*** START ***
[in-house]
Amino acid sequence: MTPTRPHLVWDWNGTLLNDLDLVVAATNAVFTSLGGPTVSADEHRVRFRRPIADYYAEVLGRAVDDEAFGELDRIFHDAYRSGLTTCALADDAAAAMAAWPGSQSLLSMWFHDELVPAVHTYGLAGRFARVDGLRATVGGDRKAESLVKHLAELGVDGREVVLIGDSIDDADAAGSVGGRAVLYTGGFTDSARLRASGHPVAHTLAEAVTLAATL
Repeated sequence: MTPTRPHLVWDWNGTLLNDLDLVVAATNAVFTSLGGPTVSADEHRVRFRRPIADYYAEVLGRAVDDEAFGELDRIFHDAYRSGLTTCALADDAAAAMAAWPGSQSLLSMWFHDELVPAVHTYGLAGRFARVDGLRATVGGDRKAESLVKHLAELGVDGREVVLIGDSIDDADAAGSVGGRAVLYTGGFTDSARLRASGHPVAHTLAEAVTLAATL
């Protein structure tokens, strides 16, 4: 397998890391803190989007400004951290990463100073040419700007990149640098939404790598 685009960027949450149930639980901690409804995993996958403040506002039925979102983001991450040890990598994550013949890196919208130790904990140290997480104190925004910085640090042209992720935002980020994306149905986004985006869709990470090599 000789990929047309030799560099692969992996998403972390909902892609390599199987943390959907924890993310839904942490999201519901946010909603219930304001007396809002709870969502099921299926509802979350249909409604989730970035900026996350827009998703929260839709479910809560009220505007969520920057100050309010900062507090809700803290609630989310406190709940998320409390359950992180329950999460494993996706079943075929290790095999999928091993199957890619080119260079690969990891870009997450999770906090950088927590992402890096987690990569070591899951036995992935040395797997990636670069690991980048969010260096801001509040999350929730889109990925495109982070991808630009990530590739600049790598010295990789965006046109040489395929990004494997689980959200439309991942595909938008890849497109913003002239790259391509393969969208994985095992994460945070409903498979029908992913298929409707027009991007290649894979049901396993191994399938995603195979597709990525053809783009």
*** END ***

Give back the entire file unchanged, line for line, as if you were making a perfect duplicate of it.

[in-house]
Amino acid sequence: MTPTRPHLVWDWNGTLLNDLDLVVAATNAVFTSLGGPTVSADEHRVRFRRPIADYYAEVLGRAVDDEAFGELDRIFHDAYRSGLTTCALADDAAAAMAAWPGSQSLLSMWFHDELVPAVHTYGLAGRFARVDGLRATVGGDRKAESLVKHLAELGVDGREVVLIGDSIDDADAAGSVGGRAVLYTGGFTDSARLRASGHPVAHTLAEAVTLAATL
Repeated sequence: MTPTRPHLVWDWNGTLLNDLDLVVAATNAVFTSLGGPTVSADEHRVRFRRPIADYYAEVLGRAVDDEAFGELDRIFHDAYRSGLTTCALADDAAAAMAAWPGSQSLLSMWFHDELVPAVHTYGLAGRFARVDGLRATVGGDRKAESLVKHLAELGVDGREVVLIGDSIDDADAAGSVGGRAVLYTGGFTDSARLRASGHPVAHTLAEAVTLAATL
């Protein structure tokens, strides 16, 4: 397998890391803190989007400004951290990463100073040419700007990149640098939404790598 685009960027949450149930639980901690409804995993996958403040506002039925979102983001991450040890990598994550013949890196919208130790904990140290997480104190925004910085640090042209992720935002980020994306149905986004985006869709990470090599 000789990929047309030799560099692969992996998403972390909902892609390599199987943390959907924890993310839904942490999201519901946010909603219930304001007396809002709870969502099921299926509802979350249909409604989730970035900026996350827009998703929260839709479910809560009220505007969520920057100050309010900062507090809700803290609630989310406190709940998320409390359950992180329950999460494993996706079943075929290790095999999928091993199957890619080119260079690969990891870009997450999770906090950088927590992402890096987690990569070591899951036995992935040395797997990636670069690991980048969010260096801001509040999350929730889109990925495109982070991808630009990530590739600049790598010295990789965006046109040489395929990004494997689980959200439309991942595909938008890849497109913003002239790259391509393969969208994985095992994460945070409903498979029908992913298929409707027009991007290649894979049901396993191994399938995603195979597709990525053809783009």